What I have been able to feel out, though, is how it works on rough terrain. Like most of the e-bikes we test, it’s got some seriously fat tires that measure in at 26″x4″. While that can be a little cumbersome on a perfectly paved road, those tires make riding over mud, sticks, roots, rocks, and sand a walk in the park. Those tires are stopped by a hydraulic disc brake system, as well. The Zebra uses a Shimano- 14-28T BROWN/BK 7-speed gearing system.
So how, exactly, does the Himiway Zebra manage to boast one of the longest ranges of any e-bike on the market? Well, it uses a new 48V 20Ah Samsung/LG lithium-ion battery with a 960Wh battery capacity. It has 52 5000mAh cells that take around 7 hours to charge fully, but with that kind of range it’s not likely something you’ll be stressing about. Also, a nice little added feature is the USB charging port, so if your phone dies before the bike does, you can plug the phone into the bike.
Most of the e-bikes I’ve tested have had a throttle that’s operated with your thumb. The Zebra, however, went a different route and decided to use a twist throttle on the grip, like a motorcycle. I find it much easier to control your speed with the twist throttle over the thumb throttle, but that’s just personal preference. It is, in my opinion, a far safer way to control speed, since it takes out the possibility of an errant thumb slipping and hitting the throttle by accident.
As I mentioned, the Himiway Zebra is an extraordinarily comfortable ride. The front fork is an alloy suspension fork with easy lockout and adjustment, and the seat is an Selle Royal Saddle seat that is comfortable and ergonomic without looking like something that belongs on the back of a horse. When you’re looking at riding for 80 miles, a comfortable seat goes a very long way.
Safety-wise, e-bikes can be a little dangerous. They’re fast and quiet, so making yourself known when you’re on one is important. The Himiway Zebra features a blindingly bright front headlight that’s touted as being 20 percent brighter than a regular LED light, and the automatic brake light comes on whenever you use the brake.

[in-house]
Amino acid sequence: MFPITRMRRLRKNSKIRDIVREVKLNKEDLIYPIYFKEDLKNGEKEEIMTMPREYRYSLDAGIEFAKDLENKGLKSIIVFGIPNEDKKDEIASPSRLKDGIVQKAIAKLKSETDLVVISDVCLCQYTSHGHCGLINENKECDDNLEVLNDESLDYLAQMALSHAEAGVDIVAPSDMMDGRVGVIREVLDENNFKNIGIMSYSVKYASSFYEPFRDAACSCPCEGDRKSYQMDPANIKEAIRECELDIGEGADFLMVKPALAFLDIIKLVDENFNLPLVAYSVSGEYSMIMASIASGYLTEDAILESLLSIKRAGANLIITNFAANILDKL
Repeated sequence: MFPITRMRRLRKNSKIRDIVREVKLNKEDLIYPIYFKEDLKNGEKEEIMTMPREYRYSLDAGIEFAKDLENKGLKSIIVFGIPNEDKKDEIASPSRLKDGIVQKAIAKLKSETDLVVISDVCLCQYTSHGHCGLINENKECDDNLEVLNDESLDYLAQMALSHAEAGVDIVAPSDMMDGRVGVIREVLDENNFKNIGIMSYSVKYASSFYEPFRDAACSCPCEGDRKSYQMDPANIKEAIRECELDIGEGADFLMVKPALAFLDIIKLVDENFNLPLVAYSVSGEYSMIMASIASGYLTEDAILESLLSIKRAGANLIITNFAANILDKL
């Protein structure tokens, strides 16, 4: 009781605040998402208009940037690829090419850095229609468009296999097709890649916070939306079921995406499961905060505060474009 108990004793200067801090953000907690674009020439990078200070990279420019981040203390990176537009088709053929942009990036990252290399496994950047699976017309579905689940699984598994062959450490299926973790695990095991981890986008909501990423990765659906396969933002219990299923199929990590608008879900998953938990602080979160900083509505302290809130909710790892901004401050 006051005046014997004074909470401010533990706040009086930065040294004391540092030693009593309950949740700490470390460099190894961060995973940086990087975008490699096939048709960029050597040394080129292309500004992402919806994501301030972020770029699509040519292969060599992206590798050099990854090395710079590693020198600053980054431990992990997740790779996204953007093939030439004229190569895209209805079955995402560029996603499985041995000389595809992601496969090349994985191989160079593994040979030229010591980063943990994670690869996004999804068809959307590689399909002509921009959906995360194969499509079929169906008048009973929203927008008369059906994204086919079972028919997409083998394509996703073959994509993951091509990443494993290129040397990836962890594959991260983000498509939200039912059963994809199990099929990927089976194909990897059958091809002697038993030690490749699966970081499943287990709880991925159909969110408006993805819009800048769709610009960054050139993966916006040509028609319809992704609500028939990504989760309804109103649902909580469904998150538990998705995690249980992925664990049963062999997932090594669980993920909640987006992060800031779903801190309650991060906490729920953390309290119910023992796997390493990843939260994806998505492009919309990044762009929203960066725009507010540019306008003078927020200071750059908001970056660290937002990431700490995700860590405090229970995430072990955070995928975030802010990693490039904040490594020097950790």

One of the more annoying things about e-bikes is the fact that, if you order one from off the internet, it’ll likely come in a few thousand pieces, all delicately wrapped and stuffed into a very large box. The instructions can be vague and the whole process of assembling your new toy can be frustrating, but the Himiway Zebra was by far the easiest to put together of all the e-bikes I’ve tested. From closed box to riding down the street took all of 20 minutes, and the way they package it is pretty intuitive. The instructions were barely necessary, which is nice if you’re stubborn like me.
All in all, the Himiway Zebra is a perfect bike for the person who rides on a variety of terrains and prefers to get way off the beaten path without worrying about the battery life. It’s comfortable, easy to assemble, and cruises along at a relatively quick pace. With a price tag of under $2000, it’s a little more affordable than some e-bikes with most of the bells and whistles of a pricier option.Learn More at Himiway